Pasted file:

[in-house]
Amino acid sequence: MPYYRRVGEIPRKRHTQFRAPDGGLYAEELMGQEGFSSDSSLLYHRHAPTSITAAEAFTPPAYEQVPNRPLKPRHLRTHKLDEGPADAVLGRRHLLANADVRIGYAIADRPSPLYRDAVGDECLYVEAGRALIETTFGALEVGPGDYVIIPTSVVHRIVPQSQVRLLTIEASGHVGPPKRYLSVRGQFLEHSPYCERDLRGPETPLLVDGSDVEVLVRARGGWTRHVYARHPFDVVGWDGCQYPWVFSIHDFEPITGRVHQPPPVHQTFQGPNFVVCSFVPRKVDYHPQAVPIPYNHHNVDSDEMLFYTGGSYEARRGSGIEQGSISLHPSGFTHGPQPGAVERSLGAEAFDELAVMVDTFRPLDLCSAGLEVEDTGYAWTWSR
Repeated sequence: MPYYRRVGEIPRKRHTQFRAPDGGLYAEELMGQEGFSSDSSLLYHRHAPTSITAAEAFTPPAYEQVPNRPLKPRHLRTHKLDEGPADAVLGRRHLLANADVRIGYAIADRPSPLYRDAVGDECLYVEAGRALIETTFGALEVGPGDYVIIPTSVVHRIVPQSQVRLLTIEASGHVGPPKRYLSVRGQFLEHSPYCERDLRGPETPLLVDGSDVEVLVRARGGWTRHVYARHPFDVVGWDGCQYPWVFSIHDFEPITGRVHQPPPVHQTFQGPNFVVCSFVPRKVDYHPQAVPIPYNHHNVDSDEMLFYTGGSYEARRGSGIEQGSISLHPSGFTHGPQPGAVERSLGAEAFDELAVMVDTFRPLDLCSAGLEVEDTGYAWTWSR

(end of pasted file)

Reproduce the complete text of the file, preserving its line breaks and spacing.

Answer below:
[in-house]
Amino acid sequence: MPYYRRVGEIPRKRHTQFRAPDGGLYAEELMGQEGFSSDSSLLYHRHAPTSITAAEAFTPPAYEQVPNRPLKPRHLRTHKLDEGPADAVLGRRHLLANADVRIGYAIADRPSPLYRDAVGDECLYVEAGRALIETTFGALEVGPGDYVIIPTSVVHRIVPQSQVRLLTIEASGHVGPPKRYLSVRGQFLEHSPYCERDLRGPETPLLVDGSDVEVLVRARGGWTRHVYARHPFDVVGWDGCQYPWVFSIHDFEPITGRVHQPPPVHQTFQGPNFVVCSFVPRKVDYHPQAVPIPYNHHNVDSDEMLFYTGGSYEARRGSGIEQGSISLHPSGFTHGPQPGAVERSLGAEAFDELAVMVDTFRPLDLCSAGLEVEDTGYAWTWSR
Repeated sequence: MPYYRRVGEIPRKRHTQFRAPDGGLYAEELMGQEGFSSDSSLLYHRHAPTSITAAEAFTPPAYEQVPNRPLKPRHLRTHKLDEGPADAVLGRRHLLANADVRIGYAIADRPSPLYRDAVGDECLYVEAGRALIETTFGALEVGPGDYVIIPTSVVHRIVPQSQVRLLTIEASGHVGPPKRYLSVRGQFLEHSPYCERDLRGPETPLLVDGSDVEVLVRARGGWTRHVYARHPFDVVGWDGCQYPWVFSIHDFEPITGRVHQPPPVHQTFQGPNFVVCSFVPRKVDYHPQAVPIPYNHHNVDSDEMLFYTGGSYEARRGSGIEQGSISLHPSGFTHGPQPGAVERSLGAEAFDELAVMVDTFRPLDLCSAGLEVEDTGYAWTWSR